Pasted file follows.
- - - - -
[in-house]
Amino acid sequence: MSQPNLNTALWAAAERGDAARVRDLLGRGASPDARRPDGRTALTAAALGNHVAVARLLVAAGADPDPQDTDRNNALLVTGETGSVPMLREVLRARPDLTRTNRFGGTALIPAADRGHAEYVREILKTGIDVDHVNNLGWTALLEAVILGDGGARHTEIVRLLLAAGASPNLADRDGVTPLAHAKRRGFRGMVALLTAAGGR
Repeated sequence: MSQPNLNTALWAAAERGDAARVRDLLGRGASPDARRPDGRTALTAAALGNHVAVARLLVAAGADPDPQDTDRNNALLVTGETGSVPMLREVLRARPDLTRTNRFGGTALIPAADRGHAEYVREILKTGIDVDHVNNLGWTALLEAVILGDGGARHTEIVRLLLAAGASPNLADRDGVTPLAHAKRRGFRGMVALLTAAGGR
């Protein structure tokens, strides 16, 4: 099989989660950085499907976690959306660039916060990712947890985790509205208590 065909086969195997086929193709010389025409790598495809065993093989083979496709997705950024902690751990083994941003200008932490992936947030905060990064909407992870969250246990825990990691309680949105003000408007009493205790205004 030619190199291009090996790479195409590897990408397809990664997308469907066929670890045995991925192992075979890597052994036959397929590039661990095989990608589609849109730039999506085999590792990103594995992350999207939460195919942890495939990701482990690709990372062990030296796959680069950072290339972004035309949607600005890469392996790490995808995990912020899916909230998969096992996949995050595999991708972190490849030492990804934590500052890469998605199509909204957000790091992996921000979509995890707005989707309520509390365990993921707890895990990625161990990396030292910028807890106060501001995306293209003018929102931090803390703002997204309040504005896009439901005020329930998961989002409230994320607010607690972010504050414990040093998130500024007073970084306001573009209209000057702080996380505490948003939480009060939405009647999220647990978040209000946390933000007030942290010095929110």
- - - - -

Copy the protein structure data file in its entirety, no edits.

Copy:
[in-house]
Amino acid sequence: MSQPNLNTALWAAAERGDAARVRDLLGRGASPDARRPDGRTALTAAALGNHVAVARLLVAAGADPDPQDTDRNNALLVTGETGSVPMLREVLRARPDLTRTNRFGGTALIPAADRGHAEYVREILKTGIDVDHVNNLGWTALLEAVILGDGGARHTEIVRLLLAAGASPNLADRDGVTPLAHAKRRGFRGMVALLTAAGGR
Repeated sequence: MSQPNLNTALWAAAERGDAARVRDLLGRGASPDARRPDGRTALTAAALGNHVAVARLLVAAGADPDPQDTDRNNALLVTGETGSVPMLREVLRARPDLTRTNRFGGTALIPAADRGHAEYVREILKTGIDVDHVNNLGWTALLEAVILGDGGARHTEIVRLLLAAGASPNLADRDGVTPLAHAKRRGFRGMVALLTAAGGR
């Protein structure tokens, strides 16, 4: 099989989660950085499907976690959306660039916060990712947890985790509205208590 065909086969195997086929193709010389025409790598495809065993093989083979496709997705950024902690751990083994941003200008932490992936947030905060990064909407992870969250246990825990990691309680949105003000408007009493205790205004 030619190199291009090996790479195409590897990408397809990664997308469907066929670890045995991925192992075979890597052994036959397929590039661990095989990608589609849109730039999506085999590792990103594995992350999207939460195919942890495939990701482990690709990372062990030296796959680069950072290339972004035309949607600005890469392996790490995808995990912020899916909230998969096992996949995050595999991708972190490849030492990804934590500052890469998605199509909204957000790091992996921000979509995890707005989707309520509390365990993921707890895990990625161990990396030292910028807890106060501001995306293209003018929102931090803390703002997204309040504005896009439901005020329930998961989002409230994320607010607690972010504050414990040093998130500024007073970084306001573009209209000057702080996380505490948003939480009060939405009647999220647990978040209000946390933000007030942290010095929110």